The old man is running. The grass is whipping at his legs; the ground so flat feels uneven. Like his breathing. It is harder and harder to breathe. But he is listening, his ears all out ahead of him. He is close, surely they will be there. It is a hot day, he told them to stay away from cars. They would not have gone to a car. The older ones knew why. It was just hot. They had left the yard to go to the slough to swim. But he couldn't hear them.
The old man has to stop. He can't breathe. Sweat is running down his face. His worn hands on his knees, his gasping loud in the summer air. But otherwise, silence. Are they hiding on him, playing a game? He pulls in deep breaths. He calls their names. His seven beautiful grandchildren. All their names carry away on the wind. They would not have gone to a car. The older ones knew why.
The slough is calm, empty, the ground around it untrammelled by bare feet. A robin looks at him. He heads toward the coulee. Perhaps they are playing hide and seek in the cool of the ravine. It is farther away. Farther than they would have gone without telling him. The old man tries to keep running, but his breath will not let him. He sets a steady pace and goes to the coulee. They are not there.
The silence of the afternoon hurts his ears after the sounds of their laughter in his yard. His children trusted him with their children.
The old man looks at the sun, then at the horizon. He must go for help. The RCMP detachment is nine miles away. The old man starts to walk. He is hungry, the wind dries the sweat of his running onto his body. He walks. He reaches the highway and hopes a passing car will give him a lift. He sees no one. He walks. Finally he reaches the detachment.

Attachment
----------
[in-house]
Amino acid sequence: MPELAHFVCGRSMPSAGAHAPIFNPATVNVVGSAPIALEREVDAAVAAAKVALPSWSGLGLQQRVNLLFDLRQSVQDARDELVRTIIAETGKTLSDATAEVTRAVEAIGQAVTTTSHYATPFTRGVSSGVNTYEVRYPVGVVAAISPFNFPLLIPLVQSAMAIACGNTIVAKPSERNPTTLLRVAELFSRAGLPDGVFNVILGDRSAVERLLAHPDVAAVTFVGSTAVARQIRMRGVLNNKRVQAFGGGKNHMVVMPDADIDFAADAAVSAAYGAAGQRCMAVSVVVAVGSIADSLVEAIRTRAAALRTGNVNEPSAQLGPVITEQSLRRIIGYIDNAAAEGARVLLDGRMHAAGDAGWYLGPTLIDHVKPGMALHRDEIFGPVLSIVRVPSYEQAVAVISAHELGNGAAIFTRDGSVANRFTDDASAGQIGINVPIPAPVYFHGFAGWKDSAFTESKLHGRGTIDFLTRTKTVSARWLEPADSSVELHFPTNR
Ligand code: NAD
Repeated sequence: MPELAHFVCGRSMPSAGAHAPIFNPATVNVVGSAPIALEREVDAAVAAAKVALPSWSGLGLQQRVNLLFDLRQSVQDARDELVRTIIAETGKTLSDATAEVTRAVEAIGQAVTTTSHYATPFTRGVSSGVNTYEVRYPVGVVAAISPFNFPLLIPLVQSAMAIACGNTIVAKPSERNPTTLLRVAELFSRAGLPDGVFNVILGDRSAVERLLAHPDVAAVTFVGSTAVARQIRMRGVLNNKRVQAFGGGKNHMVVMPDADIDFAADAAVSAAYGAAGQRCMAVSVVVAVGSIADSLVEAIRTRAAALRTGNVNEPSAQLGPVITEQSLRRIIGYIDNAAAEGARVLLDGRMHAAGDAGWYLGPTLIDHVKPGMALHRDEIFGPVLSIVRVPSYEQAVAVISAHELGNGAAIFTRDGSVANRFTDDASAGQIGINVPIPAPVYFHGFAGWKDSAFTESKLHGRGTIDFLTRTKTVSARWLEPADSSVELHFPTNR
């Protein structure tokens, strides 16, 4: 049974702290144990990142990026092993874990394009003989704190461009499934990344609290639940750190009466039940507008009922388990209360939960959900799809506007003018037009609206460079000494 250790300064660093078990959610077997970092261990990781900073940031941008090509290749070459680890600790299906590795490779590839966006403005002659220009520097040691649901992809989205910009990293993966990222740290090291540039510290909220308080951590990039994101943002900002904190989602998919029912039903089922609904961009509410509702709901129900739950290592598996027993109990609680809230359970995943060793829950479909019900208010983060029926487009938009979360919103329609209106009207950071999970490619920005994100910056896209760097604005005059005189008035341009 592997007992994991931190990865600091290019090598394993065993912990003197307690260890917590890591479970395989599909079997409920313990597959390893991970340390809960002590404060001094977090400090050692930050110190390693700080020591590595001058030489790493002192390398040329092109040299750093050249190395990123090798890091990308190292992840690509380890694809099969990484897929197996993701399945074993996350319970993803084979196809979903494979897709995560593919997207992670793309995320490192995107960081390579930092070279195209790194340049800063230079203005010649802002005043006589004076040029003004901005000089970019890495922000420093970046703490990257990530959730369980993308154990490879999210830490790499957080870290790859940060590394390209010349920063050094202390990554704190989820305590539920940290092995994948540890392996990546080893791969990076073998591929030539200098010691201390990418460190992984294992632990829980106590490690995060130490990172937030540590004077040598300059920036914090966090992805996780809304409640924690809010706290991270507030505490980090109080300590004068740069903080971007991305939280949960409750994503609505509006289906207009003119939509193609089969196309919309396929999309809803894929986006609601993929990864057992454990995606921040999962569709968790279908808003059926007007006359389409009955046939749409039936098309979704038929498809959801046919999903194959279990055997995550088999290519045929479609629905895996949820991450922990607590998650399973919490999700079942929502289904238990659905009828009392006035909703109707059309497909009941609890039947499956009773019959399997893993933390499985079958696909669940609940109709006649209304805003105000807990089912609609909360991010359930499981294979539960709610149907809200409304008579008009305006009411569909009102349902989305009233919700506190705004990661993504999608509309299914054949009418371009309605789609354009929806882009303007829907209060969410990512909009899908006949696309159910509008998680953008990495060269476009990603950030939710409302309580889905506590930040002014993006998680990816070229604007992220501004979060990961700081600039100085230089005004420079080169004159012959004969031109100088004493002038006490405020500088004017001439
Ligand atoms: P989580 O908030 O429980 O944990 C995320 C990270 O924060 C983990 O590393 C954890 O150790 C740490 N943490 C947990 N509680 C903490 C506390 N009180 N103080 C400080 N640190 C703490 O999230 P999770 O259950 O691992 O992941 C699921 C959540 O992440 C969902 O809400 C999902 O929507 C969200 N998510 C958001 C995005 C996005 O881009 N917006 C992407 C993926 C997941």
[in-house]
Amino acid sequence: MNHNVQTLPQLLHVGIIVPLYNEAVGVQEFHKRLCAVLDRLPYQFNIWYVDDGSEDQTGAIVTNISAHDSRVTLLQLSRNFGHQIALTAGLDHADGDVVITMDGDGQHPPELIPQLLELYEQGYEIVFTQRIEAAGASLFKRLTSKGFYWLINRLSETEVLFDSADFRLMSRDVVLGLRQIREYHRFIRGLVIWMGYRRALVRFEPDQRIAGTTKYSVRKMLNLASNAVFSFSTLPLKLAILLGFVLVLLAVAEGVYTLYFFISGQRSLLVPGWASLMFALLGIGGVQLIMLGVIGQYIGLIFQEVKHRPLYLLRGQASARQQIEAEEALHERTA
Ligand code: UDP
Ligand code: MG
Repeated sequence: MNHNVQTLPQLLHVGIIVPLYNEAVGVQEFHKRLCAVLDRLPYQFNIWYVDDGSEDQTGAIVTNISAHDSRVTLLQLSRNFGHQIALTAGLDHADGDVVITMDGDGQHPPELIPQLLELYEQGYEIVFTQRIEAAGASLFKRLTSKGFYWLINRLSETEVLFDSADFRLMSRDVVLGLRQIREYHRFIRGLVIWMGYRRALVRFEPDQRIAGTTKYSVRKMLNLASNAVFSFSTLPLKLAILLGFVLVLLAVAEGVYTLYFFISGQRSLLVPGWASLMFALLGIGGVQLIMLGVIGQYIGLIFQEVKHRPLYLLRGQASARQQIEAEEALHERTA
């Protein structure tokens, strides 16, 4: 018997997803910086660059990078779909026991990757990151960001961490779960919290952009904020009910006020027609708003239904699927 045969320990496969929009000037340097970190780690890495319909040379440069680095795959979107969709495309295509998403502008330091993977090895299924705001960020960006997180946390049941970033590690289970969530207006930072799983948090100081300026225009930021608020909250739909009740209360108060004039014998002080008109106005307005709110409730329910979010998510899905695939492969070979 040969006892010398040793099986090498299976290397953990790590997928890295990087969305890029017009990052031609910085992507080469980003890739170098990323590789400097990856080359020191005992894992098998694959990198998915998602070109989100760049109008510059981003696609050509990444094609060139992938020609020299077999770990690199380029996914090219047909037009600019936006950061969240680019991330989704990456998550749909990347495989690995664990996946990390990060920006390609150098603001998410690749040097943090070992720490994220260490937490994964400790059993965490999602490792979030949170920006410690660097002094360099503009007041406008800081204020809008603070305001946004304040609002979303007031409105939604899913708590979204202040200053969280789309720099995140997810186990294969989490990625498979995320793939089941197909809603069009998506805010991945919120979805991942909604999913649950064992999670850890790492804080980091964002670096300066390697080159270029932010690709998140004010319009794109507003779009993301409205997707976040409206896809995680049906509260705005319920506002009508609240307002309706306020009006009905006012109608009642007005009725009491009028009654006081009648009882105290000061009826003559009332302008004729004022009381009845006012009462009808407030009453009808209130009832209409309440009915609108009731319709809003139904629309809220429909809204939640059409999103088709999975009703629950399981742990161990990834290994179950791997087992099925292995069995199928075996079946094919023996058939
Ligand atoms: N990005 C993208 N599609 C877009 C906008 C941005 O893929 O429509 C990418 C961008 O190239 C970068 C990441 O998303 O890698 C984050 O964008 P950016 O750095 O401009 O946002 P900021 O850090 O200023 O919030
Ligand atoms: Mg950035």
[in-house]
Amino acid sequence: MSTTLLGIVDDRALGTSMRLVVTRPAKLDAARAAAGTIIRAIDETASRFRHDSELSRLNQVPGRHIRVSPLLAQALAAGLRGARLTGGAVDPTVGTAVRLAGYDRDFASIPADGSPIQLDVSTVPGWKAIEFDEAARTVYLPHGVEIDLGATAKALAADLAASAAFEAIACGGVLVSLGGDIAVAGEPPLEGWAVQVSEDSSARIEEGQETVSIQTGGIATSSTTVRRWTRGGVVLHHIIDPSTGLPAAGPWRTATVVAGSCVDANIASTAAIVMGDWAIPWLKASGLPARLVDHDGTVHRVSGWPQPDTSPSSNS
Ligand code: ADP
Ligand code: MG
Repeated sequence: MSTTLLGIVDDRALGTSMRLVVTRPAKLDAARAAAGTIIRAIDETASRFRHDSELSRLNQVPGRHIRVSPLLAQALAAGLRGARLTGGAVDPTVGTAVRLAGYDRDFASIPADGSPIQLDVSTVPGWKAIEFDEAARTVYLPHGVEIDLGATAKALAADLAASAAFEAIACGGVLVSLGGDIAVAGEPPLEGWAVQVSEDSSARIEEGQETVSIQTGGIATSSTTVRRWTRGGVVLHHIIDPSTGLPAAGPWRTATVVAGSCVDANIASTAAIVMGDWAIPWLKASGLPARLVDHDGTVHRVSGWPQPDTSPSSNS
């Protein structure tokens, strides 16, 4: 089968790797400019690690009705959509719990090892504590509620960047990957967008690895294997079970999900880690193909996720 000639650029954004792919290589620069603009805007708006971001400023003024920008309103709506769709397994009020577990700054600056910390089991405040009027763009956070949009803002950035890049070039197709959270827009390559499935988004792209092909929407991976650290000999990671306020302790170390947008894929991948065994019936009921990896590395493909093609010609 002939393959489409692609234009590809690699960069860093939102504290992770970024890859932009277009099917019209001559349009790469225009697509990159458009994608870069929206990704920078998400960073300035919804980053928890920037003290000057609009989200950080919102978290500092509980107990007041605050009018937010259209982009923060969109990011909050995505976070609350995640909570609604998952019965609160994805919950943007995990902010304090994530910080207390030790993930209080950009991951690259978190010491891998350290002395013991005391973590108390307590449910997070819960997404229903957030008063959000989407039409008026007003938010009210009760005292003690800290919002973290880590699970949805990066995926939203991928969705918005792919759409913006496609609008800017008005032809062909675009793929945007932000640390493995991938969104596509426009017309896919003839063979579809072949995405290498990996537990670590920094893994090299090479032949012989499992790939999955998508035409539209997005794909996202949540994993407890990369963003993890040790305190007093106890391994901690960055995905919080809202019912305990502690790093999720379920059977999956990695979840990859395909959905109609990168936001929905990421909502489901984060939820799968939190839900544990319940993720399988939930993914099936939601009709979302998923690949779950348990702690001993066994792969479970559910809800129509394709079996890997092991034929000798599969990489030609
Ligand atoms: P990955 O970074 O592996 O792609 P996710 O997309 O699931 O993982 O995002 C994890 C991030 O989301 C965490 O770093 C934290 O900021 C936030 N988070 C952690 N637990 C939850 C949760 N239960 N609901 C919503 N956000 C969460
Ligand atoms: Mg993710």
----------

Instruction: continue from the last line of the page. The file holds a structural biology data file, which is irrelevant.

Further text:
The tall blond RCMP officer has kind blue eyes. He is concerned about the children. Could they be playing a trick? Perhaps they had gone to a neighbour's farm. He helps the old man into his van and they drive to the nearby farms. No one has seen the children. They go back to the slough, the coulee. It is dark now. They call in the darkness. They do not find the children.
Much later, when some of the children come home, the grandfather is told what happened. It wasn't a car. It was a van. They had never seen one like that. The tall blue eyed RCMP officer let them get inside. It was only when he shut the doors that they realized. It was only when the doors of the residential school closed on them that they knew.
A the Truth and Reconciliation Commission Saskatchewan some of the stories that are told are to be repeated. I have repeated one here. It was told to the Commission by an old man who was the youngest child taken that day in the Qu'Appelle area. He was five years old at the time. He did not go home again for two years.